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Letter: Treading Water: Pros And Cons Of Fracking

I read with interest about the panel discussion on the pros and cons of so-called “hydrofracking.” The debate as framed makes good points, however, it also misses a few key points.

When I was an exploration and development geologist for a Fortune 100 oil and gas company, for all the majors I worked with the preferred industry standard practice for both oil and gas well completions was called an “acid frac,” or an “acid job.” Based on my understanding, this is still the preferred method for non-horizontal wells, not hydrofracking.

The acids pumped into these wells, such as hydrofluoric and hydrochloric acid, are highly concentrated to “clean out” or dissolve rock and natural cements to produce preferential flow paths for oil and gas. These old practices involve hundreds of thousands of U.S. wells—more than are typically hydrofracked. These practices are unregulated, as are the drilling muds.

“Mud” is a misleading term. These muds are laden with polymers, chemicals, and heavy metals formulated to bring to the surface crushed rock, coat the borehole, and prevent blowouts. My company experienced a “blowout” in Oklahoma that blew the entire drill string out of the hole when it encountered an over-pressured gas zone and the mud was not thick enough to counter the massive pressure. Muds are excluded from reporting, regulation or oversight.

The key to a successful well is the completion method: the type of mud used and how the well casing is cemented into place. The blow-out of BP’s Deep Water Horizon Anaconda well in the Gulf is a recent case of questionable cementing practices. There was also a major blowout several years prior in Ohio.

Well-drilling and completions are not regulated, left up to what is termed “best professional practice.” Yet large areas and groundwater zones in many old producing areas in the U.S. are contaminated from prior practices. This calls for a broad-based effort by citizens and government to reduce deaths and injuries. Despite best practices, accidents do happen.

Stephen Cipot

News

Matty’s Sports Deli, located at 107 Stewart Avenue, first opened its doors Nov. 12, and slowly but surely, it’s making a name for itself as the place to go to get good eats in Hicksville.

However, according to owner and Bellmore resident Matthew Burak, the main thing working against his slow climb up the hill of success is what any entrepreneur knows is vital to business—location, location, location.

Sabina Lotlikar never imagined she’d find herself competing in a pageant. The 19-year-old from Hicksville was more used to spending her time cooking, playing video games and working out than walking in heels in front of hundreds of people. But that all changed this year when Lotlikar decided to compete in the Miss LI pageant, an experience she describes as unforgettable.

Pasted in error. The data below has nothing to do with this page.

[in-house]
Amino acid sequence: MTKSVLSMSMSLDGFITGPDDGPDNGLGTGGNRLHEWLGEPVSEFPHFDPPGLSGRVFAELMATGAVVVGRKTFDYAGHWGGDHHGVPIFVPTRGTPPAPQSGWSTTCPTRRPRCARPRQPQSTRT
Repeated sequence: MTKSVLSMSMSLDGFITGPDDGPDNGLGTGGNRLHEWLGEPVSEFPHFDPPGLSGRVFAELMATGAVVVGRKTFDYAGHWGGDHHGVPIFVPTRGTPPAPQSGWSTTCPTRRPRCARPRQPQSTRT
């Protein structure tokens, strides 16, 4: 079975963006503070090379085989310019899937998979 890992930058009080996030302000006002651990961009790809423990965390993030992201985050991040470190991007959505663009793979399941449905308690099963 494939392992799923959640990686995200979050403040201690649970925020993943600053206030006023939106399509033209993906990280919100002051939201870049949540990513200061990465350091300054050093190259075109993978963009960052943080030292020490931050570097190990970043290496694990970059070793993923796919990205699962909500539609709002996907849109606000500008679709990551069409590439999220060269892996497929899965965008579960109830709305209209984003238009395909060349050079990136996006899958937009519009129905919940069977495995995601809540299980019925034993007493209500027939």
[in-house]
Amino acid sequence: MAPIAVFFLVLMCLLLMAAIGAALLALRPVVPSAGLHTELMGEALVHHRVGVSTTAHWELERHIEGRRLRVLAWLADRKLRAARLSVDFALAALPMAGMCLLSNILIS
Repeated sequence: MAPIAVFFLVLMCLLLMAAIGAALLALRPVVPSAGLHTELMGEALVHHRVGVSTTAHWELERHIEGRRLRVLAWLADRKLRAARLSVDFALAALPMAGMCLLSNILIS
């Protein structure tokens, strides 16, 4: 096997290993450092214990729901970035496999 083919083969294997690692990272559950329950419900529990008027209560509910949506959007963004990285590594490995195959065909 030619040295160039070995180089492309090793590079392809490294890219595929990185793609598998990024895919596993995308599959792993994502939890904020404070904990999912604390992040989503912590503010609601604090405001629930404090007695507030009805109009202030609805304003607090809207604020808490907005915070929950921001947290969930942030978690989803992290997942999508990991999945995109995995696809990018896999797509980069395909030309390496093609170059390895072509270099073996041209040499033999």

“It was so nerve-wracking because I’ve never done anything like this, but I’m so glad I went through it and was dedicated to it. It was amazing,” she says.


Sports

Cantiague Park Senior Men’s Golf League had its fourth tournament on Thursday Aug. 7. We had 33 golfers and a record 8 who scored under 40. Low overall score was won by newcomer Ed Hyne with an impressive 33, his second low net in a row. Charlie Acerra scored a solid 35, and won low overall net with a 26; his best score in 4 years.

Competition on the nine-hole course is divided into two divisions. Flight A is for players with a handicap of 13 or lower. Flight B is for players with a handicap of 14 or more. The league is a 100 % handicap league. Any man 55 years or older is eligible for membership. We have many openings for this year, and you can sign up anytime throughout the the season. The league meets every Thursday at 7:30 a.m., but the formal tournament dates are only the first and third Thursday of the month through late October. We will have a final luncheon with prizes on our last meeting.

The fields of Kevin Kolm Memorial Park were filled with nearly 200 soccer players on Saturday for the annual ‘Soccer For A Cause’ event. The event was put together by the Mastermind Unit in sponsor of the Michael Magro Foundation, a nonprofit organization dedicated to assisting pediatric patients with cancer and their families.

“The Mastermind Unit is a non-profit organization that was founded by a group of guys who grew up playing soccer together in Hicksville,” said co-founder Bryan Alcantara. “This is our seventh annual  ‘Soccer For A Cause’ event at Memorial Park.”


Calendar

Personality Disorders

August 25

Adventures in Genealogy

September 4



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1959: The Year The Music Stopped Playing
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